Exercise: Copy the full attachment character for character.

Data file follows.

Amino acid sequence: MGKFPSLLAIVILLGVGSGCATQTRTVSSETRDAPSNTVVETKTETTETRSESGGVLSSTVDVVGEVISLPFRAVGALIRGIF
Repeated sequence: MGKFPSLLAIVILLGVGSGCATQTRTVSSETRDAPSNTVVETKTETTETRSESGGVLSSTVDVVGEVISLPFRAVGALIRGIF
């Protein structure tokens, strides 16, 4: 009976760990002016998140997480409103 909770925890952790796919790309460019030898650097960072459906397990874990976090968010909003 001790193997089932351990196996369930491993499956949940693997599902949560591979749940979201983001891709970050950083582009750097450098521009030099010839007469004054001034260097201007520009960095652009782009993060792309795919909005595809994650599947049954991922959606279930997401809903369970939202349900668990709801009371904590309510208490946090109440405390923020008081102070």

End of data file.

Amino acid sequence: MGKFPSLLAIVILLGVGSGCATQTRTVSSETRDAPSNTVVETKTETTETRSESGGVLSSTVDVVGEVISLPFRAVGALIRGIF
Repeated sequence: MGKFPSLLAIVILLGVGSGCATQTRTVSSETRDAPSNTVVETKTETTETRSESGGVLSSTVDVVGEVISLPFRAVGALIRGIF
């Protein structure tokens, strides 16, 4: 009976760990002016998140997480409103 909770925890952790796919790309460019030898650097960072459906397990874990976090968010909003 001790193997089932351990196996369930491993499956949940693997599902949560591979749940979201983001891709970050950083582009750097450098521009030099010839007469004054001034260097201007520009960095652009782009993060792309795919909005595809994650599947049954991922959606279930997401809903369970939202349900668990709801009371904590309510208490946090109440405390923020008081102070």